For the past 6 years, florist-farmer Elfi Rose, along with her husband, Jordan, have owned and operated Blue Moon Farm just outside of Didsbury, Alberta. From March when seedling starts begin indoors, to September after the last flower is cut, you can find Elfi working diligently on their farm, offering fresh cut florals for wholesale, CSA subscriptions, bouquets, arrangements, and everything in between.
Elfi embraces the seasonality of flowers and encourages her customers to do the same. Her mantra is to focus on whatever Mother Nature happens to be featuring at a particular time. In her own words, “Seasonal is fresh and vibrant, and special, because it has arrived at its particular moment to shine each year”.
Elfi describes her love for flowers as verging on “obsessive”, for it is not only the beauty of the blooms that inspire her, but also the challenge of growing them. Gratification is far from instant. Even when everything doesn’t unfold as expected after months of prepping, planning, seeding, weeding, and watering, her enjoyment of seeing the process through from seedling to pockets of heavy blooms makes it all worthwhile. Laughingly, Elfi affirms “90% of farming is not always fun, but there’s something else we get from it, a lesson, a way of life, a mindset, and a sense of achievement — it’s about the journey”.
A lot of work is packed into a short growing season. The weather, which can be far from consistent, plays a large role. As all farmers know, any number of challenges can be encountered in bringing a crop to harvest. Although the process year-over-year is similar, it’s important to stay vigilant, ready to adjust, and learn as needed.
As a family farm, Elfi and Jordan operate as a team. While Elfi plans and performs many tasks on her own, Jordan, who also works a day job, is always ready to contribute in endless ways to make their farming dreams successful. Jordan’s contributions often involve providing the physicality some tasks require along with applying his mechanical expertise.
A year typically starts with seed preparation in March, and planting outside (covered) begins mid-April, continuing until the end of June. The first bulb flowers make an appearance around May long weekend, in late June the Ranunculus and Anemones arrive, and by mid-July the annuals are beginning to bloom. Through the months of summer harvest, the day-to-day tasks of trellising, weeding, answering messages, and billing are continuous as Elfi Rose and Jordan move back and forth between the growing and harvesting chores, to selling and delivering the flowers to the market and focus shifts to the time-consuming daily task of harvesting. Frosts halts the Summer blooms in September, though work continues well past the end of the summer growing season, as the long list of fall chores is tackled as they try to beat the snow. Then there’s a moment for reflection and it’s time to order seeds for the next year.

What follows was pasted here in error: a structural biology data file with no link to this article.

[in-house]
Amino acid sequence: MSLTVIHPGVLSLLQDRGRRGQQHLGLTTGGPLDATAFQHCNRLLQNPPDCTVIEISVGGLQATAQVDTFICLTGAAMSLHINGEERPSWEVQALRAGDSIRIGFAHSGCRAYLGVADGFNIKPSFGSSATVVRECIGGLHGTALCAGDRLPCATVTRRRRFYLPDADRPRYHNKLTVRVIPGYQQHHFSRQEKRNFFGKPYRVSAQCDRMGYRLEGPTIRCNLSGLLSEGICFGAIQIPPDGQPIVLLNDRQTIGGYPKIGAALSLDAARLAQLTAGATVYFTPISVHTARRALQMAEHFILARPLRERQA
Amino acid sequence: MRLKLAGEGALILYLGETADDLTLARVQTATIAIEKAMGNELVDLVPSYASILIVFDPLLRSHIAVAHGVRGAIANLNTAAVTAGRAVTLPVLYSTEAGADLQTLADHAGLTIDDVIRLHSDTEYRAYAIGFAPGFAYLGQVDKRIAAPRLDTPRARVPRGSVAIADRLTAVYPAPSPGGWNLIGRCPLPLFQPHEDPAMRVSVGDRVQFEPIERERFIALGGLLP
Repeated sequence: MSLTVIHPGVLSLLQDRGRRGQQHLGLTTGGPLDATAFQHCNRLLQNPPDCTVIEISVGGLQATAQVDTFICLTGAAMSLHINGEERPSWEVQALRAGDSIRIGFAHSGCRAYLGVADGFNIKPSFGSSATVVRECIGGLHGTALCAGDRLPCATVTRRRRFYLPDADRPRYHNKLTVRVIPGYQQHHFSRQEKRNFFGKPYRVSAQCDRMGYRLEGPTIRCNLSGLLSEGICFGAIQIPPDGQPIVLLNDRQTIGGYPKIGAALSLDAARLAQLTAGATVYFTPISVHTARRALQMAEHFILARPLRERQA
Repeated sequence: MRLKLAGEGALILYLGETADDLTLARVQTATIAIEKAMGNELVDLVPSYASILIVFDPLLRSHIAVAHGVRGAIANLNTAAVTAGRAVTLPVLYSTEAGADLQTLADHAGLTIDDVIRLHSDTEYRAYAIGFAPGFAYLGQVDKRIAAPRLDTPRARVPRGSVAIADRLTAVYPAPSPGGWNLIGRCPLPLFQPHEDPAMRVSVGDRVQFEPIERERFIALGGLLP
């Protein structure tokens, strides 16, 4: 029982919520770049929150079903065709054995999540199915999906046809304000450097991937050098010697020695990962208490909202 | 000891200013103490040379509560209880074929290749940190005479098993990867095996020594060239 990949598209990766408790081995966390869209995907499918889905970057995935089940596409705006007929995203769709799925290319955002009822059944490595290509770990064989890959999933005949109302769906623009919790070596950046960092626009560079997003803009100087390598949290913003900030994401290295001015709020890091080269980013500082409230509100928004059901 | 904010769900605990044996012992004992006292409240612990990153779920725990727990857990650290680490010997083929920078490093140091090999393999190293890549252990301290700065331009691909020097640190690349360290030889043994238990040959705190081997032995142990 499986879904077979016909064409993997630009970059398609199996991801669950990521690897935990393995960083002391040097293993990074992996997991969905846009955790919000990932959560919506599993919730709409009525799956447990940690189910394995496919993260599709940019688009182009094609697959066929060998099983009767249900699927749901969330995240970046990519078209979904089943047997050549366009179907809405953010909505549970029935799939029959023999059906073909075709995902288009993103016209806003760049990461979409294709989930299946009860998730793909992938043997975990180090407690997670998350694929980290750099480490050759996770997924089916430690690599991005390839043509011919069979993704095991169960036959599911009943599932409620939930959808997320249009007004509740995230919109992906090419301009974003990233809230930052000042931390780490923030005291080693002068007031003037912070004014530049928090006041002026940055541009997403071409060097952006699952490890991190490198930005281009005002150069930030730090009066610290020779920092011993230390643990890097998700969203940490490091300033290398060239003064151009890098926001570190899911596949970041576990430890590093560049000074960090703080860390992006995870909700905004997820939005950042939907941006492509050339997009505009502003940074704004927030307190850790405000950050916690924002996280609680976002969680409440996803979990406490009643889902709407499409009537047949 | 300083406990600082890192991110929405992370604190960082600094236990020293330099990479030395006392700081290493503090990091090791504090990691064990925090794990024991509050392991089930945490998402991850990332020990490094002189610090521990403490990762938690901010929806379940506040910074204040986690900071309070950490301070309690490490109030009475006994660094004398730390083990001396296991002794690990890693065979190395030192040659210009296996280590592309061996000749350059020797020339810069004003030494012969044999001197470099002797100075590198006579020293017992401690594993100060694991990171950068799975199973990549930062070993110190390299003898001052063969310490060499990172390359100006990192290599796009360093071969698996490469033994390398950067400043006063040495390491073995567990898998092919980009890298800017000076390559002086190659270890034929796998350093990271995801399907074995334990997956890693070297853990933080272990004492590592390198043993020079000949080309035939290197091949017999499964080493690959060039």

So why flowers?
Elfi spent her childhood on Salt Spring Island surrounded by forests and farms, nurturing her appreciation for the beauty found in plants. She was drawn to the gardens and farms in her community, and from an early age was aware of the practices of people committed to chemical-free growing, mindful of their impact on the earth. These influences figure largely in her outlook toward farming and how she approaches her business. Blue Moon Farm operates in a way that emphasizes connecting with, and providing for her community, while honouring the natural process of growing.
Dahlias, being one of the largest crops on the farm, have won a special place in their hearts. Since childhood, Elfi has been mesmerized by the range of petal patterns and colours, as well as shapes and sizes of these late summer blooms. While a good deal of hard work is required to simply produce the dahlias, Elfi takes a great deal of pleasure in creating pleasing combinations in the bouquets and arrangements she prepares for CSA or farm market sale or requested orders.
Understanding seasonality is a huge part of supporting local flower farmers. Elfi says, ”Understanding that we have a limited season and that certain things grow at certain times, and if you miss it, you have to wait until next year”. While most of her florals are used during the peak growing season, Elfi incorporates dried stems to bridge the gap over the long winter. Statice, strawflower, ornamental grasses, ammobium, seed pods, and amaranth are staples. While washed out and bleached drieds are popular, that’s not something Elfi or her customers focus on, “People want colour in winter. They might not realize that, but they come in and pick the brightest thing there”. She also grows flowers and foliages that are naturally subdued in colour.
The tension between the short growing season, an influx of perishable products, and the need to move them isn’t lost on Elfi. “Sometimes people want things when you don’t have it, or you have too much at once. You can’t make any more time, and you still have to sleep”. Streamlining where you can is all a part of the process.
At the end of the day, it comes down to one thing for Elfi, “Things are best when they are enjoyed in their natural season”.